Perceptual grouping, not emotion, accounts for search asymmetries with schematic faces

Becker, Stefanie I., Horstmann, Gernot and Remington, Roger W. (2011) Perceptual grouping, not emotion, accounts for search asymmetries with schematic faces. Journal of Experimental Psychology: Human Perception and Performance, 37 6: 1739-1757. doi:10.1037/a0024665


Author Becker, Stefanie I.
Horstmann, Gernot
Remington, Roger W.
Title Perceptual grouping, not emotion, accounts for search asymmetries with schematic faces
Journal name Journal of Experimental Psychology: Human Perception and Performance   Check publisher's open access policy
ISSN 0096-1523
1939-1277
Publication date 2011-12-01
Sub-type Article (original research)
DOI 10.1037/a0024665
Volume 37
Issue 6
Start page 1739
End page 1757
Total pages 19
Place of publication Washington, DC United States
Publisher American Psychological Association
Language eng
Formatted abstract
Several different explanations have been proposed to account for the search asymmetry (SA) for angry schematic faces (i.e., the fact that an angry face target among friendly faces can be found faster than vice versa). The present study critically tested the perceptual grouping account, (a) that the SA is not due to emotional factors, but to perceptual differences that render angry faces more salient than friendly faces, and (b) that the SA is mainly attributable to differences in distractor grouping, with angry faces being more difficult to group than friendly faces. In visual search for angry and friendly faces, the number of distractors visible during each fixation was systematically manipulated using the gaze-contingent window technique. The results showed that the SA emerged only when multiple distractors were visible during a fixation, supporting the grouping account. To distinguish between emotional and perceptual factors in the SA, we altered the perceptual properties of the faces (dented-chin face) so that the friendly face became more salient. In line with the perceptual account, the SA was reversed for these faces, showing faster search for a friendly face target. These results indicate that the SA reflects feature-level perceptual grouping, not emotional valence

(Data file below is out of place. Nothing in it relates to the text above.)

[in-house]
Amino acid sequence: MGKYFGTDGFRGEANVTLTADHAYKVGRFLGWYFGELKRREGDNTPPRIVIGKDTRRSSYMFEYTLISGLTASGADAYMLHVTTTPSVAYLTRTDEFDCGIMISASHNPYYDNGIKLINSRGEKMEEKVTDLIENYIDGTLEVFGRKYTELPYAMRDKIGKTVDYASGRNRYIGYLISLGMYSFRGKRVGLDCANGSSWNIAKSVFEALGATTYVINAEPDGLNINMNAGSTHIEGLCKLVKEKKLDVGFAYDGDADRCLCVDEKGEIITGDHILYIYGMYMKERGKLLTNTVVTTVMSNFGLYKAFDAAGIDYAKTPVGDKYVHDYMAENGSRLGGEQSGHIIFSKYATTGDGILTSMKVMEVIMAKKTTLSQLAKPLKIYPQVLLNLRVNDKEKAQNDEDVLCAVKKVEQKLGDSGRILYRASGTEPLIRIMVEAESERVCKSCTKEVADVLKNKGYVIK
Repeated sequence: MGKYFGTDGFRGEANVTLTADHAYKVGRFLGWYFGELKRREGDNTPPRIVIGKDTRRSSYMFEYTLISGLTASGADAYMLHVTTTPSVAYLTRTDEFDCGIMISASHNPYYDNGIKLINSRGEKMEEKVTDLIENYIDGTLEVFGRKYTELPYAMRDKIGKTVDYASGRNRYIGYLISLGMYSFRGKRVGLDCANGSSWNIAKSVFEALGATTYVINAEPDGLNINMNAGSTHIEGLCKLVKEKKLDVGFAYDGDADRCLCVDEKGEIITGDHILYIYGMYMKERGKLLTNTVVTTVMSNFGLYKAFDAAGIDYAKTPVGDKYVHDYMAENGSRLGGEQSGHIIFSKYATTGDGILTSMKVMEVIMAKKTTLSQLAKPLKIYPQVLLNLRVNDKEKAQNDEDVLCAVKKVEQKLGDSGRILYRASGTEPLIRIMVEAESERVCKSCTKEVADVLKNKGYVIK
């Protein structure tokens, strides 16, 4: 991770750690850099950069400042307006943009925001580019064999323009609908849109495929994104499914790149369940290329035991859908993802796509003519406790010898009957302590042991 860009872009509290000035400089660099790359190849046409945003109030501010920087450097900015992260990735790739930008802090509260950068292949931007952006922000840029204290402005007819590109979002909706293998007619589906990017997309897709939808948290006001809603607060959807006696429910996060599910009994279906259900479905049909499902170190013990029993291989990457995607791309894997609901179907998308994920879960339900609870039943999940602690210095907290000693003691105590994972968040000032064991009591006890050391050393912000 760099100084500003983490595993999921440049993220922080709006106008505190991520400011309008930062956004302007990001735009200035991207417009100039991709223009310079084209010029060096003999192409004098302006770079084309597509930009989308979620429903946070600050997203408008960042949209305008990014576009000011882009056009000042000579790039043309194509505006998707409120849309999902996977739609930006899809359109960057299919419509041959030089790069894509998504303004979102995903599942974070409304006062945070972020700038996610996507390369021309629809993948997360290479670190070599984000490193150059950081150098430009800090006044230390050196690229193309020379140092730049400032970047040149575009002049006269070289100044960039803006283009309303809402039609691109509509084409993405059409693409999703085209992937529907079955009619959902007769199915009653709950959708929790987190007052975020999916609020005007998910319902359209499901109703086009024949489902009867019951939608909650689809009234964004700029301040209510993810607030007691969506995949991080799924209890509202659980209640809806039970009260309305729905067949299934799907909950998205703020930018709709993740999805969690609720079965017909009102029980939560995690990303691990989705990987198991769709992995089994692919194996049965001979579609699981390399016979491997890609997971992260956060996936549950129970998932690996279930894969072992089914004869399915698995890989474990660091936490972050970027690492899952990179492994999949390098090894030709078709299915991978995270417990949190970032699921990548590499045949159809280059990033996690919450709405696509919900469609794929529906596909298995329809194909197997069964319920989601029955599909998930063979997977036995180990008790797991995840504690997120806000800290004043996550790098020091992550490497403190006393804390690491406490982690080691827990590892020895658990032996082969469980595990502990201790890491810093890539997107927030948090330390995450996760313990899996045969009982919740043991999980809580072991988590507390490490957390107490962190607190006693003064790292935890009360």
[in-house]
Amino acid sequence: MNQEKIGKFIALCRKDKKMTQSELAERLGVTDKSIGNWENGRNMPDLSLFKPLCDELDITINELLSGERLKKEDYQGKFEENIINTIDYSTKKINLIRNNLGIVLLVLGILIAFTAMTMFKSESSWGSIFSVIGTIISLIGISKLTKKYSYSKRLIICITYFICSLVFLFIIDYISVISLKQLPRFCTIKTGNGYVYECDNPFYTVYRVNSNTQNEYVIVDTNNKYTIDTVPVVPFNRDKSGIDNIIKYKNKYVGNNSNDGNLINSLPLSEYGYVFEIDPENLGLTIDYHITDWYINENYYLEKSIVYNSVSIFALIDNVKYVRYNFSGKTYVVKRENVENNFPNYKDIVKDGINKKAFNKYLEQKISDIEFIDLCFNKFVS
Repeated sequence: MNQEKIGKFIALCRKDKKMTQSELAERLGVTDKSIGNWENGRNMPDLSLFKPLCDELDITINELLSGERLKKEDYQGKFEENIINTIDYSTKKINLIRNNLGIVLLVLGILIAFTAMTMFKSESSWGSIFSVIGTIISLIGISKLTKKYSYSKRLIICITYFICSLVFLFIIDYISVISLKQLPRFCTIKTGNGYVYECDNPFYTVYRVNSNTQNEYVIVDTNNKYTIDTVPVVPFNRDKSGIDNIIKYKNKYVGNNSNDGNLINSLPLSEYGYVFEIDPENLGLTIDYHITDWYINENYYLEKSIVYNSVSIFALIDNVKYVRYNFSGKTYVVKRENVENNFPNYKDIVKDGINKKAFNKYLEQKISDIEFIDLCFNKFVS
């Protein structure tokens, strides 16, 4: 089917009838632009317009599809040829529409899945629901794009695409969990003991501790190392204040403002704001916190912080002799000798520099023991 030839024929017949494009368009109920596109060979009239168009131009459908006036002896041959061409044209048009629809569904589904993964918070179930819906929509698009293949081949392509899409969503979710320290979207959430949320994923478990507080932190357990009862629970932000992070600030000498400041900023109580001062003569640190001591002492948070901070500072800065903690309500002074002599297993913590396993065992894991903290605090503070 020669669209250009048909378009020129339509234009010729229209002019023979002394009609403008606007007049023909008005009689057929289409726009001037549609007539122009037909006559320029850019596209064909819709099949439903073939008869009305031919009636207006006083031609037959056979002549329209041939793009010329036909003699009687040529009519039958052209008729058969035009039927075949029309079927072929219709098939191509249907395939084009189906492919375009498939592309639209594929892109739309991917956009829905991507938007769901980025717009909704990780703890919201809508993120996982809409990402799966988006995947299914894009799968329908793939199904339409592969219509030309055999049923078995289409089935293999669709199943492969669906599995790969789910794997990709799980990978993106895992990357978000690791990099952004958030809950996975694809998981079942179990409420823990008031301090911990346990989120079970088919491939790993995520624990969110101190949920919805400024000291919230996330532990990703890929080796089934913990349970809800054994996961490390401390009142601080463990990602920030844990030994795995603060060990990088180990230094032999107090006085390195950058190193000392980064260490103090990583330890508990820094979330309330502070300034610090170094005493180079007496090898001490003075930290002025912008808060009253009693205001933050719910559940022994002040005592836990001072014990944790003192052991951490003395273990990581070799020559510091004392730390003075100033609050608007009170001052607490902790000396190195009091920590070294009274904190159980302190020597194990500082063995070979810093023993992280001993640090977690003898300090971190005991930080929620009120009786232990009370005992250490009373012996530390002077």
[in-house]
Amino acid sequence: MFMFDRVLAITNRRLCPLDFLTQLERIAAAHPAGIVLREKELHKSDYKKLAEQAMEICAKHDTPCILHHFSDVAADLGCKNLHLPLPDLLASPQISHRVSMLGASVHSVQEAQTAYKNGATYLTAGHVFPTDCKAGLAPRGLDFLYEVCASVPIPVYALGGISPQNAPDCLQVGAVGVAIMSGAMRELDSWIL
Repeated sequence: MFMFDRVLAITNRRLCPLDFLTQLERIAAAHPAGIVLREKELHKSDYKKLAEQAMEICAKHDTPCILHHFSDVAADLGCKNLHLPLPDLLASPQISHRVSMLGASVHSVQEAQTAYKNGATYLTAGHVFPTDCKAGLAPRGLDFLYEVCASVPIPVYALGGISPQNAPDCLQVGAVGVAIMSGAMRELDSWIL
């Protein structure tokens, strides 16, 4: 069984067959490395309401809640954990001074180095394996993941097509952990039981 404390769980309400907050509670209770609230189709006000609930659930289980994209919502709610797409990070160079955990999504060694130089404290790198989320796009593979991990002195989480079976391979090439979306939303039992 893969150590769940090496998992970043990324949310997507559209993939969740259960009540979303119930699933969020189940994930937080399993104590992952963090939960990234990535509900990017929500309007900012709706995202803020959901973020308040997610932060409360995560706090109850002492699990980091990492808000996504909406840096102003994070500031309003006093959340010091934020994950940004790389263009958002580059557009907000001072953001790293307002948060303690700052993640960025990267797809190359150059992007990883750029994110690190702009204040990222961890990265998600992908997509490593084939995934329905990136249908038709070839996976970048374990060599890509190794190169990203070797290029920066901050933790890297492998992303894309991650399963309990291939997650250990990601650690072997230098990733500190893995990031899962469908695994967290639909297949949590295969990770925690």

Keyword Visual search
Eye Movement
Threat capture
Emotional Faces
Perceptual grouping
Saccade Target Selection
Fear-Relevant Animals
Q-Index Code C1
Q-Index Status Confirmed Code
Institutional Status UQ

Document type: Journal Article
Sub-type: Article (original research)
Collections: Official 2012 Collection
School of Psychology Publications
 
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